A nonet emerged out of these discussions in 1948, French horn, trombone, tuba, trumpet, alto and baritone sax and rhythm section, to play the arrangements based on Evans’ “fast and light and no vibrato” blueprint. The band had an airing at the Royal Roost on 47th street, adding up to three radio broadcasts, now included on The Complete Birth of The Cool remastered and released on Blue Note, along with the original dozen studio sides that they cut in 1949 and 1950 for Capitol. Musical history had been made.

Having married Lilian Grace in 1949, Evans withdrew to study and occasionally write for singers and TV and radio, and briefly with Charlie Parker in 1953, but it wasn’t until 1956 that he got another big break when he arranged Helen Merrill’s sublime Dream Of You for EmArcy, and then got a call from Davis that would lead to a succession of brilliant albums, Miles Ahead (1957), Porgy And Bess (1958), Sketches Of Spain (1960), and Quiet Nights (1962).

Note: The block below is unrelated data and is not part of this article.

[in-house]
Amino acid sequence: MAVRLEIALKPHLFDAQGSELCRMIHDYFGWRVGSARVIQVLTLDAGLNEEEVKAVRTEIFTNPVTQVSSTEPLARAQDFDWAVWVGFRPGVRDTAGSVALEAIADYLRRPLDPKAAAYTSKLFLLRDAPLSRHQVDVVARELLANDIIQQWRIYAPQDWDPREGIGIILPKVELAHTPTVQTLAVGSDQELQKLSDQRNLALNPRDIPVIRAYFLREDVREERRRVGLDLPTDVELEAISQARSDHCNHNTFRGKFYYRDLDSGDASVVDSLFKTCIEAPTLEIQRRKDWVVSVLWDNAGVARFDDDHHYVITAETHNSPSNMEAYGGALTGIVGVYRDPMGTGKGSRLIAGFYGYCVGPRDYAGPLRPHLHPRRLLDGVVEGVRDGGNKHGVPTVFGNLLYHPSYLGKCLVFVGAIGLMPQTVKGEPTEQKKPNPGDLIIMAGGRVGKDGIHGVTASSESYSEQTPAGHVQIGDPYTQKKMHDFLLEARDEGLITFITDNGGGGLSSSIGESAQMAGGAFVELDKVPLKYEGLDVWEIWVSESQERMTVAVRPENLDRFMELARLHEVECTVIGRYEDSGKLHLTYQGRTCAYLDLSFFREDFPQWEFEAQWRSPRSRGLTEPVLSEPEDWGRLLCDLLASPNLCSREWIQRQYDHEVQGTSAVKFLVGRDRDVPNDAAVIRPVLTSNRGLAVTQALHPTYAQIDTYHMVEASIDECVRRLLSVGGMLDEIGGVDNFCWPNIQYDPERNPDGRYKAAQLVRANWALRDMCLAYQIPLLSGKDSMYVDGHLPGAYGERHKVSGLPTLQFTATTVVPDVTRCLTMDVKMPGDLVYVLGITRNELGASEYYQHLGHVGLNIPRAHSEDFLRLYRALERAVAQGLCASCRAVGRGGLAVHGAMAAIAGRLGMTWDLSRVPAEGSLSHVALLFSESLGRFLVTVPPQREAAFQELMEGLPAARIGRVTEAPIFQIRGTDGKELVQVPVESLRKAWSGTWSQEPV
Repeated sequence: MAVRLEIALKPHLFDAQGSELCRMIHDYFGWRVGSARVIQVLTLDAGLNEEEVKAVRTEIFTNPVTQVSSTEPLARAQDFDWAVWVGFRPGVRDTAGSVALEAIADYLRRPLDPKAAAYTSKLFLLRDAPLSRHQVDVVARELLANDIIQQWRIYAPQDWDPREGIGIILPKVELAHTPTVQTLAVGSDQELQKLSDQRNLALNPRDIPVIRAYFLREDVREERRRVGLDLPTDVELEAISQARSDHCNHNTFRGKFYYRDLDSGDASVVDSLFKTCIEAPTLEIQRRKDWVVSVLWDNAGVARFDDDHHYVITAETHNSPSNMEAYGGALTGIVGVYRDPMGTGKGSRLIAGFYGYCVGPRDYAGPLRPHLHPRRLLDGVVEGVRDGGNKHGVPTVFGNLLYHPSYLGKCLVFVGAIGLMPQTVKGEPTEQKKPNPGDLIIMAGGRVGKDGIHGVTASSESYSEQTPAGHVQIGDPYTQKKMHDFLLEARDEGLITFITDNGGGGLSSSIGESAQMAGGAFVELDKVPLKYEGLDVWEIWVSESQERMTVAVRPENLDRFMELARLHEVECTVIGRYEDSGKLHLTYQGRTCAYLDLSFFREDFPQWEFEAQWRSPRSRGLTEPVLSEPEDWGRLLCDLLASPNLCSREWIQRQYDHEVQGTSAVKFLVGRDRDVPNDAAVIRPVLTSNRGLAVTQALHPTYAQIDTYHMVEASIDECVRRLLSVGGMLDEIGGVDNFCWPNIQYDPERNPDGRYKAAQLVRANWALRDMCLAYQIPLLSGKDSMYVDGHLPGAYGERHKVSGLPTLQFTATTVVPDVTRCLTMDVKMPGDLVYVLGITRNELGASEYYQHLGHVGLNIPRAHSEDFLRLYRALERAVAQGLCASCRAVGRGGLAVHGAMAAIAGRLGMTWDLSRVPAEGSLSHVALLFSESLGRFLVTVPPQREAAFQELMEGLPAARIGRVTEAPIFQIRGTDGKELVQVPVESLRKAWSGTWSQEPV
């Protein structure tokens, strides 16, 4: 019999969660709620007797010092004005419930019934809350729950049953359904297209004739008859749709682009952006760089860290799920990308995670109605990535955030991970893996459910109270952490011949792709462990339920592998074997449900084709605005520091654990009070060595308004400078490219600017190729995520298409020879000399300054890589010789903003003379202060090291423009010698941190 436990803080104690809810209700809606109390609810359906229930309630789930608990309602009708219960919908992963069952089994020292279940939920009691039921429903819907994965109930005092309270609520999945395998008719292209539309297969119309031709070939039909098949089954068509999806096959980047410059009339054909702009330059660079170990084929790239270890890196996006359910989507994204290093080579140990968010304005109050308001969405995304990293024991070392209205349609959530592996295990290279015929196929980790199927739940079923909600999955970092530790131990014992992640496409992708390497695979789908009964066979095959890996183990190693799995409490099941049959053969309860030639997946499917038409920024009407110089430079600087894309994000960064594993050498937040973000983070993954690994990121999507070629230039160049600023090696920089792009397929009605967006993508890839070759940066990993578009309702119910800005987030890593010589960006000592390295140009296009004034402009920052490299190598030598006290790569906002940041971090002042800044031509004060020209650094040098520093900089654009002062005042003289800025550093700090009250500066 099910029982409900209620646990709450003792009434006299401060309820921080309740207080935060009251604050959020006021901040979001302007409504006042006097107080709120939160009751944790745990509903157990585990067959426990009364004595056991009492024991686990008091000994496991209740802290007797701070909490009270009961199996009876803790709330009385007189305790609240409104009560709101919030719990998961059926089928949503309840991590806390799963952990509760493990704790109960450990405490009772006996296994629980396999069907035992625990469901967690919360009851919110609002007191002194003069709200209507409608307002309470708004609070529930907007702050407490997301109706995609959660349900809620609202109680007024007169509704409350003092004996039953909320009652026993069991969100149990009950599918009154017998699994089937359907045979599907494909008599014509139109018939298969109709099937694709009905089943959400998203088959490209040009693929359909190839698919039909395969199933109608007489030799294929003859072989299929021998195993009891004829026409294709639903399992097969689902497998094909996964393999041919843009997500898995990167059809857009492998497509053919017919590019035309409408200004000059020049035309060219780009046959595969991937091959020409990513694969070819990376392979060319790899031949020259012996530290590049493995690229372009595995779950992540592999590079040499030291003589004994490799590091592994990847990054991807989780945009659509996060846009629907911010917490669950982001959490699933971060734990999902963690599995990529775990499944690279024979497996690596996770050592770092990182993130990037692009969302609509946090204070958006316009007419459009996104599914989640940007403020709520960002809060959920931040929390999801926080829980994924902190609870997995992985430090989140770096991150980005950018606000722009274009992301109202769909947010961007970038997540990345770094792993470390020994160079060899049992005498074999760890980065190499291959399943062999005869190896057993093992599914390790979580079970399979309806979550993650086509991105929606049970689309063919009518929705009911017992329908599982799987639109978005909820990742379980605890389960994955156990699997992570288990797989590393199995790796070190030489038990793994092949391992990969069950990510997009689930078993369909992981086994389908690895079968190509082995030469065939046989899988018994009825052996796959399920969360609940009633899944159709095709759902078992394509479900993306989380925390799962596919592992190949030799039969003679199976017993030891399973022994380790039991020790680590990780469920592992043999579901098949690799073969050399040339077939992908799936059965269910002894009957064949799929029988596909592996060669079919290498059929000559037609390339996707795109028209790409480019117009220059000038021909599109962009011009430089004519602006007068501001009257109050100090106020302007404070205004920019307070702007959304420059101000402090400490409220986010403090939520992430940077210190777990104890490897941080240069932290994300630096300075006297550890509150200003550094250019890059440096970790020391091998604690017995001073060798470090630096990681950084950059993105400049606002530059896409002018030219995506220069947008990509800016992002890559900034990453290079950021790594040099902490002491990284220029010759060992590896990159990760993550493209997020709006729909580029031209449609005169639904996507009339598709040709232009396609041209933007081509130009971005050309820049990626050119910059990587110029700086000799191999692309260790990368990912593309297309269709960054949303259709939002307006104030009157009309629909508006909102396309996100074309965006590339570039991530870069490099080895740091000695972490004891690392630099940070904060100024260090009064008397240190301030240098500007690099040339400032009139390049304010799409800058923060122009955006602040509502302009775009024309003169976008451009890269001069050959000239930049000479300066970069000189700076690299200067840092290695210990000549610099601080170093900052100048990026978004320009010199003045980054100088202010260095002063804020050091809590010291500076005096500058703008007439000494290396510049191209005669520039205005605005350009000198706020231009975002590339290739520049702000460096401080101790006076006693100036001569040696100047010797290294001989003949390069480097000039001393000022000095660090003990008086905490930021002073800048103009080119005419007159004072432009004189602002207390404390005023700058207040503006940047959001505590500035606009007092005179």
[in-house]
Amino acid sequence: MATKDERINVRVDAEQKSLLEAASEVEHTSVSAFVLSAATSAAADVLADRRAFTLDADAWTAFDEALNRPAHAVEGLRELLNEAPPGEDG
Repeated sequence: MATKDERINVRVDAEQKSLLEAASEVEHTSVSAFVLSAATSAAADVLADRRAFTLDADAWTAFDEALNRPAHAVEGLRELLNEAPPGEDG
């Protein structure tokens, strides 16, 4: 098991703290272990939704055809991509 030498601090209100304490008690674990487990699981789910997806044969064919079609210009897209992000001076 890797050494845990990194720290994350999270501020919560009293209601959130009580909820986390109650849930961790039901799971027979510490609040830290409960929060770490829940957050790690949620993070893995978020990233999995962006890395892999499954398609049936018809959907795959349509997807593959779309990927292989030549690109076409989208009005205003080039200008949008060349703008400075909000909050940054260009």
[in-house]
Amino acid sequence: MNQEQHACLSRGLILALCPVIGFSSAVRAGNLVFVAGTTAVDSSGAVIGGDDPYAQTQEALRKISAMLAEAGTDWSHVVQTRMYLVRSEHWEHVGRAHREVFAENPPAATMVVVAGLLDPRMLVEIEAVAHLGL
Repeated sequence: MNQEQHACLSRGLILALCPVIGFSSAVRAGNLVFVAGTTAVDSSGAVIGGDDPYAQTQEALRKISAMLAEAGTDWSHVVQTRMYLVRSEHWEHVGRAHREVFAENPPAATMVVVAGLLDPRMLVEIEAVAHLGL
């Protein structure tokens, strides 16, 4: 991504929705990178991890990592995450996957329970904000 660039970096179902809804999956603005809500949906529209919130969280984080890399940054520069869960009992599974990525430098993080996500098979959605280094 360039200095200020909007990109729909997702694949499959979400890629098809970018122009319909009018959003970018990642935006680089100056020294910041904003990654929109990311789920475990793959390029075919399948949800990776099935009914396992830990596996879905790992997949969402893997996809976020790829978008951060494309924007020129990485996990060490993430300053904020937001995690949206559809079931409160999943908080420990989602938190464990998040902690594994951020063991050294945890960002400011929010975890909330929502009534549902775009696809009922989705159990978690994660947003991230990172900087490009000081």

The second and only other time Evans and Davis performed live was at Carnegie Hall in 1961, with Hank Mobley, Wynton Kelly, Paul Chambers, and Jimmy Cobb, and the Gil Evans Orchestra. The repertoire was a familiar mixture of standards and show tunes included in the Quintet’s live set, plus Joaquín Rodrigo’s Concierto de Aranjuez from Sketches Of Spain, Ahmad Jamal’s New Rhumba from Miles Ahead, and Sonny Rollins’ Oleo which had been rerecorded several times in the studio, appearing on the Miles Davis Quintet (1954), Bags’ Groove (1957) and Relaxin’ with the Miles Davis Quintet (1958).

High profile performances such as this added to the acclaim for Evans’ genius arranging which in turn afforded the opportunity to record his own albums, albeit with smaller outfits: Gil Evans And Ten (1957), New Bottle, Old Wine (1958) with Julian “Cannonball” Adderley, its follow-up Great Jazz Standards (1959), Out Of The Cool (1960) and The Individualism Of Gil Evans (1964). Other albums he arranged during that period were, Guitar Forms (1964) with Kenny Burrell, and Look To The Rainbow (1966) with Astrud Gilberto.